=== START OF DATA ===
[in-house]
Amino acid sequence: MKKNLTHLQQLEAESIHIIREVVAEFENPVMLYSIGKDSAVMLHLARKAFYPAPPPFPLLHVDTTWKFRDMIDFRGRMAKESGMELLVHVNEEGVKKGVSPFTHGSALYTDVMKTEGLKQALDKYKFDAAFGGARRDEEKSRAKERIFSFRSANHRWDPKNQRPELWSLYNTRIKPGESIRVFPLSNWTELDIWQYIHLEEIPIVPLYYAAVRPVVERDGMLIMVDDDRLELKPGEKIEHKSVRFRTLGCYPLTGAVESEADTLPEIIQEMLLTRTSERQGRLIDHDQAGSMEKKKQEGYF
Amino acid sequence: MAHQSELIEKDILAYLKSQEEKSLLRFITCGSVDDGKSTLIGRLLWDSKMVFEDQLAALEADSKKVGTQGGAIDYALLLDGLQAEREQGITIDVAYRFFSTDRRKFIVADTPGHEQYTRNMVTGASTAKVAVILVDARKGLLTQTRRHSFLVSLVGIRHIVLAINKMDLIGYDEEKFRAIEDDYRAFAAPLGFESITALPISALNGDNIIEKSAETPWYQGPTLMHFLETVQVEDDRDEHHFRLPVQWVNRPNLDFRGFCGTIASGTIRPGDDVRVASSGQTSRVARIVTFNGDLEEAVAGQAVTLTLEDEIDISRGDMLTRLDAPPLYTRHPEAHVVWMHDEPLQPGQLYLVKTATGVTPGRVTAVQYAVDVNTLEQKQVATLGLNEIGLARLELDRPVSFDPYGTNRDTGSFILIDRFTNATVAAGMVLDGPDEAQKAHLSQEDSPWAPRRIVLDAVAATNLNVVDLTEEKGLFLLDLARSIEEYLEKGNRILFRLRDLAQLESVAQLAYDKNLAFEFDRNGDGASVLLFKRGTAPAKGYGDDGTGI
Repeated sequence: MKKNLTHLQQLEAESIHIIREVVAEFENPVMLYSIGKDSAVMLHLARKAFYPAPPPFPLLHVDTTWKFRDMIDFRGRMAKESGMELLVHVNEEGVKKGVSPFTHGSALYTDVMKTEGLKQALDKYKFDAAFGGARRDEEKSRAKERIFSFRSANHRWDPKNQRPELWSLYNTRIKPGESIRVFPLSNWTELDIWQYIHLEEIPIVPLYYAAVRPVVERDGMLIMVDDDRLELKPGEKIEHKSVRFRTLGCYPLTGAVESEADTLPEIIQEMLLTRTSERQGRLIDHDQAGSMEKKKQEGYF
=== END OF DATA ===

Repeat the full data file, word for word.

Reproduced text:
[in-house]
Amino acid sequence: MKKNLTHLQQLEAESIHIIREVVAEFENPVMLYSIGKDSAVMLHLARKAFYPAPPPFPLLHVDTTWKFRDMIDFRGRMAKESGMELLVHVNEEGVKKGVSPFTHGSALYTDVMKTEGLKQALDKYKFDAAFGGARRDEEKSRAKERIFSFRSANHRWDPKNQRPELWSLYNTRIKPGESIRVFPLSNWTELDIWQYIHLEEIPIVPLYYAAVRPVVERDGMLIMVDDDRLELKPGEKIEHKSVRFRTLGCYPLTGAVESEADTLPEIIQEMLLTRTSERQGRLIDHDQAGSMEKKKQEGYF
Amino acid sequence: MAHQSELIEKDILAYLKSQEEKSLLRFITCGSVDDGKSTLIGRLLWDSKMVFEDQLAALEADSKKVGTQGGAIDYALLLDGLQAEREQGITIDVAYRFFSTDRRKFIVADTPGHEQYTRNMVTGASTAKVAVILVDARKGLLTQTRRHSFLVSLVGIRHIVLAINKMDLIGYDEEKFRAIEDDYRAFAAPLGFESITALPISALNGDNIIEKSAETPWYQGPTLMHFLETVQVEDDRDEHHFRLPVQWVNRPNLDFRGFCGTIASGTIRPGDDVRVASSGQTSRVARIVTFNGDLEEAVAGQAVTLTLEDEIDISRGDMLTRLDAPPLYTRHPEAHVVWMHDEPLQPGQLYLVKTATGVTPGRVTAVQYAVDVNTLEQKQVATLGLNEIGLARLELDRPVSFDPYGTNRDTGSFILIDRFTNATVAAGMVLDGPDEAQKAHLSQEDSPWAPRRIVLDAVAATNLNVVDLTEEKGLFLLDLARSIEEYLEKGNRILFRLRDLAQLESVAQLAYDKNLAFEFDRNGDGASVLLFKRGTAPAKGYGDDGTGI
Repeated sequence: MKKNLTHLQQLEAESIHIIREVVAEFENPVMLYSIGKDSAVMLHLARKAFYPAPPPFPLLHVDTTWKFRDMIDFRGRMAKESGMELLVHVNEEGVKKGVSPFTHGSALYTDVMKTEGLKQALDKYKFDAAFGGARRDEEKSRAKERIFSFRSANHRWDPKNQRPELWSLYNTRIKPGESIRVFPLSNWTELDIWQYIHLEEIPIVPLYYAAVRPVVERDGMLIMVDDDRLELKPGEKIEHKSVRFRTLGCYPLTGAVESEADTLPEIIQEMLLTRTSERQGRLIDHDQAGSMEKKKQEGYF